Pence’s Secret Notes Play Big Part In Indictment

The special counsel oversaw the long-awaited indictment of Former President Donald Trump, laying bare the gravity of the charges against America’s 45th president.

The 45-page document released Tuesday, accuses Trump of conspiring to defraud the United States, obstructing and attempting to obstruct an official proceeding, and conspiracy against rights. The indictment argued Trump “sought to enlist” his then-Vice President Mike Pence to unconstitutionally and fraudulently took matters into his own hands in order to alter the election results.

These claims are backed up by notes taken by Pence in the days prior to the Capitol Riot on January 6th, 2021. Previously undisclosed notes appear to indicate Pence was directly pressured by Trump to take action against the electoral vote certification.

The most jaw-dropping moment appears to be part of a conversation on New Year’s Day in which Trump allegedly told Pence, “you’re too honest,” his memoir So Help Me God corroborates. The indictment states the current president had previously blocked his counsel from discussing the issue directly. “The defendant did this first by using knowingly false claims of election fraud to convince the Vice President to accept the Defendant’s fraudulent electors, reject legitimate electoral votes, or send legitimate electoral votes to state legislatures for review rather than count them,” Smith argued.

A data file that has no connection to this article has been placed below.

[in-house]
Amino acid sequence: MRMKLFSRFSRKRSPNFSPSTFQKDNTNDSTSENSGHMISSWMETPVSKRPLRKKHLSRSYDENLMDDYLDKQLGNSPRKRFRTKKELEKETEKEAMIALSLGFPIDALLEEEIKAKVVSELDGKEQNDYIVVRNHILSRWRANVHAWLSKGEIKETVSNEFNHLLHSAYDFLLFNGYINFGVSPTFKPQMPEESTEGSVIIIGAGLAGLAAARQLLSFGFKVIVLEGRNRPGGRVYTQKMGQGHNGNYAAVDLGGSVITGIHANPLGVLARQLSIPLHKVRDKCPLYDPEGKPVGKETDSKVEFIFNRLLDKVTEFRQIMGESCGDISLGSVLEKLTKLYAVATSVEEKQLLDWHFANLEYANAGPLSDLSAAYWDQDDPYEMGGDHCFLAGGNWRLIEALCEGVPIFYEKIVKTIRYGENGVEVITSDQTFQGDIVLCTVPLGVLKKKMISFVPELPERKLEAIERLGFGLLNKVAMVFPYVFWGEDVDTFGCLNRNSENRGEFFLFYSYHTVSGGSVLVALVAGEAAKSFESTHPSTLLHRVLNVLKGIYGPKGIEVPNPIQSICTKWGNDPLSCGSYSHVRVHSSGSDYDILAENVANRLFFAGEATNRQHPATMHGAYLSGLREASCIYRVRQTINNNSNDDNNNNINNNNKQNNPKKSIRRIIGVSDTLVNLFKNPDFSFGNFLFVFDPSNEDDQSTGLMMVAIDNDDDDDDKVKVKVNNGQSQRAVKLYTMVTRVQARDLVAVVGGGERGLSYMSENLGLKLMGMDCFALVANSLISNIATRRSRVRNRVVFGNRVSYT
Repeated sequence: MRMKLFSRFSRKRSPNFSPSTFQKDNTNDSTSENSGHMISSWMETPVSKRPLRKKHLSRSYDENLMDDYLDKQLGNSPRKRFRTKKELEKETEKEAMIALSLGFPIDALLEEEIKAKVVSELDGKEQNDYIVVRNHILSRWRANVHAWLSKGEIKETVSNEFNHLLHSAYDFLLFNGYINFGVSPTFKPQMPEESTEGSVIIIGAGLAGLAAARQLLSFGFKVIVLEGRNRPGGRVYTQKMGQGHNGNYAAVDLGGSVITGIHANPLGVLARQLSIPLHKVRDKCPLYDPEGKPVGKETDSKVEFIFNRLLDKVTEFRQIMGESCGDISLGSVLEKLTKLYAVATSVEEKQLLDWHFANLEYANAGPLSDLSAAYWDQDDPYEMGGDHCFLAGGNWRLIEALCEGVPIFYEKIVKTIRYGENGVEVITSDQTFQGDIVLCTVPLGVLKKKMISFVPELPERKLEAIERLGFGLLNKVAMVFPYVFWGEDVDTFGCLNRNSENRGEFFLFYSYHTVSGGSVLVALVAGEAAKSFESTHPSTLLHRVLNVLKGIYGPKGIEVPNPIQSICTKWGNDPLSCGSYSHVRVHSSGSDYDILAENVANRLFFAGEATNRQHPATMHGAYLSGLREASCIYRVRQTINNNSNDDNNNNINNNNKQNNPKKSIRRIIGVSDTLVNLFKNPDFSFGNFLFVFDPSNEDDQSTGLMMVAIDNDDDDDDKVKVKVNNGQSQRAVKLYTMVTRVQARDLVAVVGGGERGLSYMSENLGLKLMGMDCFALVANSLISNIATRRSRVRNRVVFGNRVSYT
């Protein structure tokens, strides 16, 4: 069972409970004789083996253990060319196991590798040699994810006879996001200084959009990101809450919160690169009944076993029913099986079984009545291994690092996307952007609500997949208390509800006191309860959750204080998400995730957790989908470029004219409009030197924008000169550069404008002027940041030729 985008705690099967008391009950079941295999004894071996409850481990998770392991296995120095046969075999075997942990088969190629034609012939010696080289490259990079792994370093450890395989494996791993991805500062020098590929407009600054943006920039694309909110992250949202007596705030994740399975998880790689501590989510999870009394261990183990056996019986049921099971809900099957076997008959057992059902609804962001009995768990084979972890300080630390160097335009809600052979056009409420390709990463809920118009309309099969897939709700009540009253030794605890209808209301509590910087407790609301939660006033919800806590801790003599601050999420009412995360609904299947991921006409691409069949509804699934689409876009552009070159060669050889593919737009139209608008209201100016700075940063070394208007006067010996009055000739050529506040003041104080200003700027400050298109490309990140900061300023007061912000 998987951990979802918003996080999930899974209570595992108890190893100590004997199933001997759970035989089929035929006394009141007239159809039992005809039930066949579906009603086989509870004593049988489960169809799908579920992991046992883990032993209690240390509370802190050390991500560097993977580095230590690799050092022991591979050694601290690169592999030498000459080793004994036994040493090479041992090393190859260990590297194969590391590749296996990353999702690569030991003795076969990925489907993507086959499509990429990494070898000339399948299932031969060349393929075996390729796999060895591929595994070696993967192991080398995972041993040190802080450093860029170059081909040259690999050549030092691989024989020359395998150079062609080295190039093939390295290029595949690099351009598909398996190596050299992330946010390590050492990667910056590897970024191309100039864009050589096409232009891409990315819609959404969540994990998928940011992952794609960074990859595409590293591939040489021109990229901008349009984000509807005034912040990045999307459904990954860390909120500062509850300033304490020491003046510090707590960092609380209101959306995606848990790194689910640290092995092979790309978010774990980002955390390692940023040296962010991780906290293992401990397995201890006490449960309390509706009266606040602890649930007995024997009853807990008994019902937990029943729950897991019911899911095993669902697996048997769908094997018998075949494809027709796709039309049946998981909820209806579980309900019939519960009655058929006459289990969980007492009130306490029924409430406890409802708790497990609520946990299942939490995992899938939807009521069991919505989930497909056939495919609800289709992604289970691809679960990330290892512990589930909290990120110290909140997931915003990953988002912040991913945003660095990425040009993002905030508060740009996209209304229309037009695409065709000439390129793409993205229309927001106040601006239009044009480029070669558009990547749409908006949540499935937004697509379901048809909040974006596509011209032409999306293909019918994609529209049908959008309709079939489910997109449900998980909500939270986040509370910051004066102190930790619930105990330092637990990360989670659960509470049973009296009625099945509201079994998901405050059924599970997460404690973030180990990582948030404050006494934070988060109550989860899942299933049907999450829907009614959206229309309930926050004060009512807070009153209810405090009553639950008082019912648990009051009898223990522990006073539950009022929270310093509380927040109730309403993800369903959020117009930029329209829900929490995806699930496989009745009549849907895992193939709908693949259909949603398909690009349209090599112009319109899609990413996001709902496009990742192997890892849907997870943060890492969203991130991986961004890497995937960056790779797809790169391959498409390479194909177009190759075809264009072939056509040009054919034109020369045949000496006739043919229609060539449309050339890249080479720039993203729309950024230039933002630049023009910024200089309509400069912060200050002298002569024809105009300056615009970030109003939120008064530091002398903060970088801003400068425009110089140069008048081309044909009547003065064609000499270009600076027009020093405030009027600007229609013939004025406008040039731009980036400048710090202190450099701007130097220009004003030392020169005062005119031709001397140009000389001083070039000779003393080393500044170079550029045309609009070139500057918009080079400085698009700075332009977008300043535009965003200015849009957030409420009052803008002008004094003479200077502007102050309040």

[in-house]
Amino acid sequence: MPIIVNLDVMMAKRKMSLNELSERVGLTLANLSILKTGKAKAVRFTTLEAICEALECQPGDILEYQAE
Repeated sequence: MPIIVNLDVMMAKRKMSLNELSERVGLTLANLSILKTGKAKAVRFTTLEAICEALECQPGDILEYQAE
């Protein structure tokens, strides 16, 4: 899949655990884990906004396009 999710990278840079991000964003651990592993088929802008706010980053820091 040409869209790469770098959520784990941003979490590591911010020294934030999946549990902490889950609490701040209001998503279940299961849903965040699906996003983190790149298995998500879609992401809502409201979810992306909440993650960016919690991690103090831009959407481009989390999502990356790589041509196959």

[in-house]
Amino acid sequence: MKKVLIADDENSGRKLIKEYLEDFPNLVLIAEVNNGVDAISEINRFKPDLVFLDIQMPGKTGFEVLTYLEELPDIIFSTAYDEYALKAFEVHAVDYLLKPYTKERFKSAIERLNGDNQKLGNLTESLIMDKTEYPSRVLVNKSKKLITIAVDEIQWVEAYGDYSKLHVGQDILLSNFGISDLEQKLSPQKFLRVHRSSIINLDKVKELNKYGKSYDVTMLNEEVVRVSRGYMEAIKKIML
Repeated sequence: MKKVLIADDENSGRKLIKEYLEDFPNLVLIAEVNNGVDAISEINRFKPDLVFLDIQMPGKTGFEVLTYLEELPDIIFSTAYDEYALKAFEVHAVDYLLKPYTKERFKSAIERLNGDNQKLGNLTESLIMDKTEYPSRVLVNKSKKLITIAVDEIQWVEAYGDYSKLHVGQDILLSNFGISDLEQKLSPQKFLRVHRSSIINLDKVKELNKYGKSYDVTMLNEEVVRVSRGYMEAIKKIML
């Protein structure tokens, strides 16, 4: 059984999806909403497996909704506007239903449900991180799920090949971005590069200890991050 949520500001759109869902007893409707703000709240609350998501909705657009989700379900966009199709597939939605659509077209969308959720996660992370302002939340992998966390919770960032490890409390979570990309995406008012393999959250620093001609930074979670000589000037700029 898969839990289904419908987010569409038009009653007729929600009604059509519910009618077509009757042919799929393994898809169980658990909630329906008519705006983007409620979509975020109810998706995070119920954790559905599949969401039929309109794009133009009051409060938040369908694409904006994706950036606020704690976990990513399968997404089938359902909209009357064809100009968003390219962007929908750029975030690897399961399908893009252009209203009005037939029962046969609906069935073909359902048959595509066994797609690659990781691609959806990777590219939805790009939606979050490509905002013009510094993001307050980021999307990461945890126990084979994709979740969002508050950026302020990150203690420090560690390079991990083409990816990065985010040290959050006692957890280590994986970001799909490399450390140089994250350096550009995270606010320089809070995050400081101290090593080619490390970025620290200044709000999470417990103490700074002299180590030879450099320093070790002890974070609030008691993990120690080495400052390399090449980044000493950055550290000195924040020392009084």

In a statement released the same day as the indictment, Pence denounced the alleged behavior of Trump, saying “Today’s indictment serves as an important reminder: anyone who puts himself over the Constitution should never be President of the United States.” He went on to add, “I will have more to say about the government’s case after reviewing the indictment.”

The court document displays a sheer sense of malice as it details the former president “using a crowd of supporters” to try to pressure Pence “into fraudulently altering the election results.” Wednesday marked the one-month anniversary of the Capitol Riot, after which Pence formally certified Biden’s electoral college win.

Now, as the nation slowly recovers from a tumultuous period, Trump faces four federal charges, each of which carries a potential prison sentence of up to five years.

The criminal case growing out of the Capitol attack paints a pathetic picture of a former president desperately turning to congressional allies and his own Vice President in a “last-ditch effort to overturn his loss.” Trump is again attempting to run for the nation’s highest office in 2024, however, his legal troubles may not be over just yet.

The former president may soon find himself dealing with both the FBI’s probe into possible campaign finance violations as well as criminal or civil investigations for inciting the Capitol riots.

For now, the reality of a former president being indicted by a special counsel remains a shocking concept, although the criminal charges laid out by Jack Smith paint a vivid and disturbing picture. Despite the allegations, Trump is still entitled to the presumption of innocence. Thousands have already declared their loyalty to the former president and will continue to do so during the trial. In at least one regard, Trump appears to have done what no other president has: become the first one ever to face criminal charges.

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